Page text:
On June 27, 2006, Smith Barney filed a complaint in federal district court seeking, inter alia, a declaration that the settlement agreement was valid, an injunction prohibitng Fernandez, et al. from seeking arbitration, an order for specific performance of the agreement, and damages of $200,000 for appellants' alleged breach of the settlement agreement.
For his part, Fernandez (and his companies) filed a counterclaim asserting various theories under federal and Puerto Rico law. Fernandez later sought leave to amend the counterclaim, which was granted in April, 2007. The amended counterclaim alleged mail and wire fraud, as well as illegal appropriation in violation of the civil provisions of RICO, breach of fiduciary duty and breach of contract in violation of Puerto Rico law, breach of Puerto Rico's Act Against Organized Crime and Money Laundering, P.R. Laws Ann. tit 25, §§ 971 et seq., and for the first time, a claim of securities fraud, alleging violations of section 10b of the Securities Exchange Act, 15 U.S.C. § 77j(b), and Rule 10b-5, 17 C.F.R. § 240.10b-5.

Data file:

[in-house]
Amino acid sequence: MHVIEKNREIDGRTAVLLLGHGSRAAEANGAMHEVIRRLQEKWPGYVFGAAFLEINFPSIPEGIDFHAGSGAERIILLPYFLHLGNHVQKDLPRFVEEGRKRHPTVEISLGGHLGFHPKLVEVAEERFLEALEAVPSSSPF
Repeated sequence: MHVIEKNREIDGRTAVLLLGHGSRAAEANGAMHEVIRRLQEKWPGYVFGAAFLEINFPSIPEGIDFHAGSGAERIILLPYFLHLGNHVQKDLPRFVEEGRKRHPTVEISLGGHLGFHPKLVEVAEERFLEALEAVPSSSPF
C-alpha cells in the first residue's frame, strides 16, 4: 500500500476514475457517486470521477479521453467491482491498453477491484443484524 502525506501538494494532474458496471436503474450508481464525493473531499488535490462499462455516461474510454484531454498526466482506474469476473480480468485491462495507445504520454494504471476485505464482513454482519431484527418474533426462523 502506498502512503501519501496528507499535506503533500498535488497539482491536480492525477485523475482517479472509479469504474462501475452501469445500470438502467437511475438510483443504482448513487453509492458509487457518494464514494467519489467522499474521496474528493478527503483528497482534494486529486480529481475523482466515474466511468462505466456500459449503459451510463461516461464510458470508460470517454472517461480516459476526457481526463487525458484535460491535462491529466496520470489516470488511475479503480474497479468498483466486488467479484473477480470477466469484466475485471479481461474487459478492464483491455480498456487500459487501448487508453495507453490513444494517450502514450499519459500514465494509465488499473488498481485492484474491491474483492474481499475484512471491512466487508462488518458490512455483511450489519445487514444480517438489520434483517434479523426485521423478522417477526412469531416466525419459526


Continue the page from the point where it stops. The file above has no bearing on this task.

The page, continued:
In October, 2007, the district court granted Smith Barney's motion to dismiss the counterclaim. The district court grounded its decision primarily on the basis that the settlement agreement was valid and binding on the parties, and in the process, rejected the counterclaim brought by Fernandez et al. challenging the validity of the settlement agreement. Having found that the settlement agreement was valid and binding, see P.R. Laws Ann. tit. 31, § 4828, the district court concluded that with respect to these parties, the agreement had the same effect as res judicata, and therefore Fernandez, et al. could not pursue their counterclaim. See P.R. Laws Ann. tit. 31, § 4827. As a result, the district court did not consider Smith Barney's alternative defenses, including inter alia, defenses based on limitations, failure to plead scienter properly, and failure to meet the heightened pleading requirements of Rule 9 of the Federal Rules of Civil Procedure.